• What is the weather like today?
    • What should we wear if it is sunny?

When they ask you a question and you feel like they might have their own thoughts on it, you can rephrase their question to them.  

For example, if your child asks why they have to walk on the sidewalk (I have had this question many times) you might say “That is a great question! Do you have any ideas of why we have to walk on the sidewalk? What goes on the road?”

This gives them the chance to start thinking about their own questions and can lead to really great conversations and grow their problem-solving skills.

9. Verbal And Nonverbal Communication

3 year olds are at the end of their toddler years and are becoming preschool children! Communication is so much more than just words and your child is starting to pick up on verbal and nonverbal communication.

They may notice that when someone is smiling that they are happy and that if someone raises their voice they may be upset.  This is a great time to talk to your child using “noticing” statements.  

An example of this is “I am noticing that you are looking down when you talk and your voice is quiet. Are you feeling sad?”  This helps them identify the different verbal and nonverbal communication around them.

10. How To Use Their Imagination

Let your child’s imagination run wild! They are full of pretend games and it is a great way to bond with your child.  If they want to play dress up and pretend they are a princess, follow their lead.

If they want to play cook and you are eating at their restaurant, give them your food order.  Pretend play helps grow your child’s creativity and is a great way for them to explore their world.

A great way to foster your child’s imagination is letting them take the lead and you imitate and follow along with their play.

11. Numbers And Counting

Identifying numbers and learning to count is very similar to letter recognition and it takes practice.  

There are so many ways to do introducing numbers and counting to your child, and the good news is you can do it with everyday items found around your home!

Many of these activities you can do at home, but you can also practice these new skills out in the world.

Some easy ways to introduce numbers and counting: 

  • Counting your child’s fingers and toes. Have your child point to each finger or toe and say the number and have them repeat it.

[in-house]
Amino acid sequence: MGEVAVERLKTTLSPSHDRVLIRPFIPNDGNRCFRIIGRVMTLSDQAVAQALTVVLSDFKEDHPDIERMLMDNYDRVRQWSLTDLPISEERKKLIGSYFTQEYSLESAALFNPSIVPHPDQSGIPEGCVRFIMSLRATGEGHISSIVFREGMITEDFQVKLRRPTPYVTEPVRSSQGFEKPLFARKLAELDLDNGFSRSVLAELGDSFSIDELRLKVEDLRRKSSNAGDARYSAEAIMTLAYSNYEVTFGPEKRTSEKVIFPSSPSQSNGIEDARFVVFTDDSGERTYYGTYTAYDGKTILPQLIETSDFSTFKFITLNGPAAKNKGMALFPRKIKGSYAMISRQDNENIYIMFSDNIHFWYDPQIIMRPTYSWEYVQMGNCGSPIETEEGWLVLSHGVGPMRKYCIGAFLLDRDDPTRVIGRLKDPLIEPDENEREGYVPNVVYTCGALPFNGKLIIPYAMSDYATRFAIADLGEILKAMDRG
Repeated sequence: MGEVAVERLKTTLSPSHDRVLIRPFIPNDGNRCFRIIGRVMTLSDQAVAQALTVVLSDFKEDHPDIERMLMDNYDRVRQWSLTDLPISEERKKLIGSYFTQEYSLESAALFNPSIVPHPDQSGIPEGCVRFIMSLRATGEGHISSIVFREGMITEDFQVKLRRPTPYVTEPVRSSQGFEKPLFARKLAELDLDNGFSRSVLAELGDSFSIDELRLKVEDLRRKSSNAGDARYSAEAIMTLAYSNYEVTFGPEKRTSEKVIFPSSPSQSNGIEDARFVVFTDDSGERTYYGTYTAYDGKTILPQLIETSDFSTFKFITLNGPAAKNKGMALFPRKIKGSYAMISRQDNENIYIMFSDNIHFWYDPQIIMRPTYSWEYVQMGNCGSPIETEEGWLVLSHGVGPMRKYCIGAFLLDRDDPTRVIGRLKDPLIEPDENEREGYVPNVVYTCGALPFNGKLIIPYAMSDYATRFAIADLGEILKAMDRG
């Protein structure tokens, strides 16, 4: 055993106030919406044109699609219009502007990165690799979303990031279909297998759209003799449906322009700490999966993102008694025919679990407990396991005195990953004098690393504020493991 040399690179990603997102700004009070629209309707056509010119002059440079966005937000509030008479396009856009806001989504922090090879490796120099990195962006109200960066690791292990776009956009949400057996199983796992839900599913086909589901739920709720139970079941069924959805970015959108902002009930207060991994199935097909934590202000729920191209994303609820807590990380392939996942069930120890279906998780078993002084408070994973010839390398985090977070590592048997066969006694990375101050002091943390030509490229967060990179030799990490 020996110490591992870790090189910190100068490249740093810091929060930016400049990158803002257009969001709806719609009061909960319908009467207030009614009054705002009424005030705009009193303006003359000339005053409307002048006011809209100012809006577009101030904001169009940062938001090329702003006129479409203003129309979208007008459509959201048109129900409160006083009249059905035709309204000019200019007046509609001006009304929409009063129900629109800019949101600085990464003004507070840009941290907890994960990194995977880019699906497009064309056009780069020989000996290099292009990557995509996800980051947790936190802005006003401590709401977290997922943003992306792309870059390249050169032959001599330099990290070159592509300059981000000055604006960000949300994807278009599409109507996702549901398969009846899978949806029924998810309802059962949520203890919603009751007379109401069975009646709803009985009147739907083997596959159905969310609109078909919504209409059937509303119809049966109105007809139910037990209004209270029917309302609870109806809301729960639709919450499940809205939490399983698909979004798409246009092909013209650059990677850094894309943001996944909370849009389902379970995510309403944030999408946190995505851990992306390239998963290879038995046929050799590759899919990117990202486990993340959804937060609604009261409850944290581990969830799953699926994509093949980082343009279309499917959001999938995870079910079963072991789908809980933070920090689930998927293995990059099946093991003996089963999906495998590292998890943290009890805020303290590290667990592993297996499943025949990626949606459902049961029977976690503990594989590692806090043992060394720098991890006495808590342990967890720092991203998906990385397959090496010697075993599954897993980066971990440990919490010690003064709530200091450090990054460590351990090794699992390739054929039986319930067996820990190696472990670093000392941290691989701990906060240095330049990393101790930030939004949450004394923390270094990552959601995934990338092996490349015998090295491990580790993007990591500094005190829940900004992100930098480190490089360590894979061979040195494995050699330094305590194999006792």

• Stacking building blocks with your child, counting each one you add.
  • Sing number songs- kids LOVE singing!  Some great songs: “Five little Monkeys”, “One, Two, Buckle my Shoe” or “The Ants go Marching”
  • Count things around you. When your family is in the car, count how many people are in there. When you’re at the grocery store, count how many apples they see. Make sure to always have them point to the object and if possible, touch it while saying the number. 

12. How To Stack

Stacking items helps with spatial awareness and hand-eye coordination. This is an easy thing to practice with things around your house or your child’s toys.

Some ways to practice this is by having your child try stacking 2 blocks and then 3 blocks, etc.  

Once your child gets the hang of stacking, a fun game to play is to take turns stacking building blocks with them.  

You can have them try stacking anything you can find- rocks, books and even granola bars! The sky is the limit to stacking!

13. To Be Active

Toddlers have a LOT of energy and being active is such an important part to their day!  Your child can practice being active both inside and outside, as long as they are getting their wiggles out!  

Some ways to get your chid moving: 

  • Having a dance party.
  • Using painters tape and making a fun “obstacle course” for them to do like “Walk on the blue piece of tape, now hop on this part of the tape” etc.
  • Doing yoga together! A great YouTube channel is Cosmic Yoga- kids love it and you can do it with them!